Why Isn't My Android Phone Updating? 2024 Update

Andrew Sanders Andrew Sanders Writer

Android phones may be lower-cost, more diverse in terms of features, and (in my opinion) more interestingly-designed than their iOS competitors. What they are not, however, is more secure.

Every so often, security researchers find fundamental weaknesses in the Android operating system, such as this bug that lets attackers hack your phone with a malicious .PNG image file. In these cases, Google will dutifully create and release a patch – but what if your phone doesn’t get it?

Android Still Has a Fragmentation Problem

Due to a process called fragmentation, Android phones often don’t receive updates and patches in a timely manner. That’s because Android is a licensed operating system that’s often customized by third parties. For example, if you have a Samsung phone, your version of Android is heavily customized to include things like Bixby, the proprietary Samsung digital assistant.

Samsung’s version of the Android operating system is so heavily customized that when Google releases a patch for Android, Samsung needs to customize the patch in turn. This goes for all other manufacturers, including HTC, Sony, OnePlus, and so on. Additionally, carriers such as Verizon can specify their own customizations to the patch as well.

The cumulative effect of this fragmentation means that security patches for the Android operating system will arrive very slowly – if they arrive at all. As an example of how bad the fragmentation is, Google released an entirely new version of the Android operating system in the summer of 2018. As of September 2018, less than a tenth of a percent of Android devices were running the new operating system.

Many Android users are still running the previous version of the operating system – Android Oreo. This isn’t necessarily bad news, as Oreo is still being supported by regular updates and patches. A plurality of users is still using even older versions of the operating system, and some of these aren’t being supported at all. Using these devices is not a great decision when it comes to information security.

How do I Get Around the Fragmentation Issue?

Unfortunately, your options here are not that great. If you own a phone that is directly manufactured by Google – such as a Pixel or a Nexus phone, you will receive regular updates straight from the source. Other phone manufacturers, such as Essential and OnePlus, make a deliberate point out of processing patches for their phones as soon as possible – you’ll receive Android updates right away.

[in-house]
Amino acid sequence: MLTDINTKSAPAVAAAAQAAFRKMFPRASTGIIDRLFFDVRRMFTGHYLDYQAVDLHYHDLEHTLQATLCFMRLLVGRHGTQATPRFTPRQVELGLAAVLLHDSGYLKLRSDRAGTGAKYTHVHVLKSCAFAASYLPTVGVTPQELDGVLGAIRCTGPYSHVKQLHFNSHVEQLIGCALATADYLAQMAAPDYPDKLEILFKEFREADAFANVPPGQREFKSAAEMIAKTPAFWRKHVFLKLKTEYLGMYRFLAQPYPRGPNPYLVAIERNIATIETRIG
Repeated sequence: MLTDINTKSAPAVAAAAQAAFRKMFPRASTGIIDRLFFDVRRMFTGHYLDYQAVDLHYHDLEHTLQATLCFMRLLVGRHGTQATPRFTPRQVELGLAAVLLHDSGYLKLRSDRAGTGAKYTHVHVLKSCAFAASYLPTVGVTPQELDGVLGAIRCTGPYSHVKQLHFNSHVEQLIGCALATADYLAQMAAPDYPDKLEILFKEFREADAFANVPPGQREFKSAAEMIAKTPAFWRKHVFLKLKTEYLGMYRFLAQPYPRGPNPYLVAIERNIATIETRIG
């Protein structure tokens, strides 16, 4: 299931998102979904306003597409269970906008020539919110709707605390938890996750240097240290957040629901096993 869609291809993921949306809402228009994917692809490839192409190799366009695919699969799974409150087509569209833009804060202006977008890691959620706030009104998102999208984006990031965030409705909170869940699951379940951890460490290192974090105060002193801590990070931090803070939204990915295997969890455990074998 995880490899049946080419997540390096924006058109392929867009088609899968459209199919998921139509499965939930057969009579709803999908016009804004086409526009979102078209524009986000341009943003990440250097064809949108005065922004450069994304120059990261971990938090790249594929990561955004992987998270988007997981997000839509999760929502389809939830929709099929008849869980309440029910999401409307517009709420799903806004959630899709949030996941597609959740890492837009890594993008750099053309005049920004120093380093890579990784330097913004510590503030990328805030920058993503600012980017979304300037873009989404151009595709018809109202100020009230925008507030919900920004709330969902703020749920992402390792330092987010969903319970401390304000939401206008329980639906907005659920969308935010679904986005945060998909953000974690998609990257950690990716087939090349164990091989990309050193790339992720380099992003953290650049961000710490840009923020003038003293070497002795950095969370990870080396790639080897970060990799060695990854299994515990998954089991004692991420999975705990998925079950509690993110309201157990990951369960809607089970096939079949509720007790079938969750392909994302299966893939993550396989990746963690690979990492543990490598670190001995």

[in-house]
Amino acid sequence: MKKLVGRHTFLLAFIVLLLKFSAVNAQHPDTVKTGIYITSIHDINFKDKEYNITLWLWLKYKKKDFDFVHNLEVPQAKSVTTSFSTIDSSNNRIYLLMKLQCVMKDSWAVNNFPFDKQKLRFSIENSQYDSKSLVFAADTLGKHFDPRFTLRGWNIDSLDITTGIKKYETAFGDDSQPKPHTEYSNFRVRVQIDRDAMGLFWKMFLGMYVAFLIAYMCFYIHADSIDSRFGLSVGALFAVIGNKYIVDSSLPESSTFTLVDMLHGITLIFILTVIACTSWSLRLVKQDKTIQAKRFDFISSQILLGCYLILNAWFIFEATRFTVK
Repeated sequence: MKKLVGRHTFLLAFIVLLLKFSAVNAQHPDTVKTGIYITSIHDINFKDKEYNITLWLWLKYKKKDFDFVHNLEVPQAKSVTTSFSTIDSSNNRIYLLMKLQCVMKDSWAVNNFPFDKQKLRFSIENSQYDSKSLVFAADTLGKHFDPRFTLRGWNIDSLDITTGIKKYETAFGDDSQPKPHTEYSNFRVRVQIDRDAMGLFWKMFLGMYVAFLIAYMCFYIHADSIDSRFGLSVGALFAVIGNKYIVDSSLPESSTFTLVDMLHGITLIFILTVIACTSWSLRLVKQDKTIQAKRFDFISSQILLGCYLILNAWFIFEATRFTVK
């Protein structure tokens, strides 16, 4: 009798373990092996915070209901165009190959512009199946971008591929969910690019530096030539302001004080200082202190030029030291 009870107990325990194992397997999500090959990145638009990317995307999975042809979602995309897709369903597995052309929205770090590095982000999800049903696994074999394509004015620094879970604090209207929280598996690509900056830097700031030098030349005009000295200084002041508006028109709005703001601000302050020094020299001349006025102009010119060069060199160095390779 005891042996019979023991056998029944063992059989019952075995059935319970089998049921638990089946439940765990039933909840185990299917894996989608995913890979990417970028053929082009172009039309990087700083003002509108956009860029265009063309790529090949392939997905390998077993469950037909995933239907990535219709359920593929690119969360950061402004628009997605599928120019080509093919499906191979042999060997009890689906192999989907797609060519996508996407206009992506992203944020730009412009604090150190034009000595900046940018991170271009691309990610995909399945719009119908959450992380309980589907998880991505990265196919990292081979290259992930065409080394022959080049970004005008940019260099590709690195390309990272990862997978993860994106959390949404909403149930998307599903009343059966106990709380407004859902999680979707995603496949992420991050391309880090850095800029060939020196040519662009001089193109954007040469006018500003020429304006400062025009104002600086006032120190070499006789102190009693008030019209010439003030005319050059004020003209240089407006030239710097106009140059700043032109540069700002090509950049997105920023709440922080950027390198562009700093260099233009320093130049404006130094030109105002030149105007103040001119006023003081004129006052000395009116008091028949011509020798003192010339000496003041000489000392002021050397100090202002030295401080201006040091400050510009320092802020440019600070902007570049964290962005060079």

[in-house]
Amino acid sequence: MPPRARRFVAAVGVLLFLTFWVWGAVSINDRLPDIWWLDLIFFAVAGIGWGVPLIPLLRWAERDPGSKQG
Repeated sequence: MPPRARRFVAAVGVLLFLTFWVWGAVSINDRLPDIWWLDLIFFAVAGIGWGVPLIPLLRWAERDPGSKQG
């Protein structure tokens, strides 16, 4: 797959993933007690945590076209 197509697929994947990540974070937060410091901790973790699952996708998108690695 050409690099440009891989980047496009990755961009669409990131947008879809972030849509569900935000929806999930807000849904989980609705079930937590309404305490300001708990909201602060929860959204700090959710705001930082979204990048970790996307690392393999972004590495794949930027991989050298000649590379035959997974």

Of course, the phones listed above are relatively high-end products. If you have a less-expensive phone, or a phone from a lower-tier manufacturer, your options become more limited. The companies that make these phones have made the calculation that it’s cheaper to sell you an insecure phone with an out-of-date operating system. They’re very unlikely to invest the time and effort it takes to push out a custom Android patch. Your best solution may be to purchase a new phone.

There is a glimmer of hope for some Android users. Due to the uniqueness of each version of the operating system, it’s possible that you have an Android update queued up and you don’t even know it. If you suspect that your phone is due for an update, go to your phone settings, select “about phone,” and then tap the “check for updates” button under the system updates tile.

Protect Your Phone with More than Just Updates

If your phone isn’t a flagship Android phone and it isn’t getting updated on a regular basis, there are still some ways to ensure that your phone isn’t vulnerable to bad actors. Namely, you can and should protect your phone with a mobile antivirus suite that can protect your phone from malicious apps and hijacking attempts. Take a look at our list of the best antivirus programs for Android and select a provider that can help you avoid a hacked phone!

About the Author

About the Author

Andrew is a former writer for SafetyDetectives. He specializes in technology, information security, telecommunications, and more.

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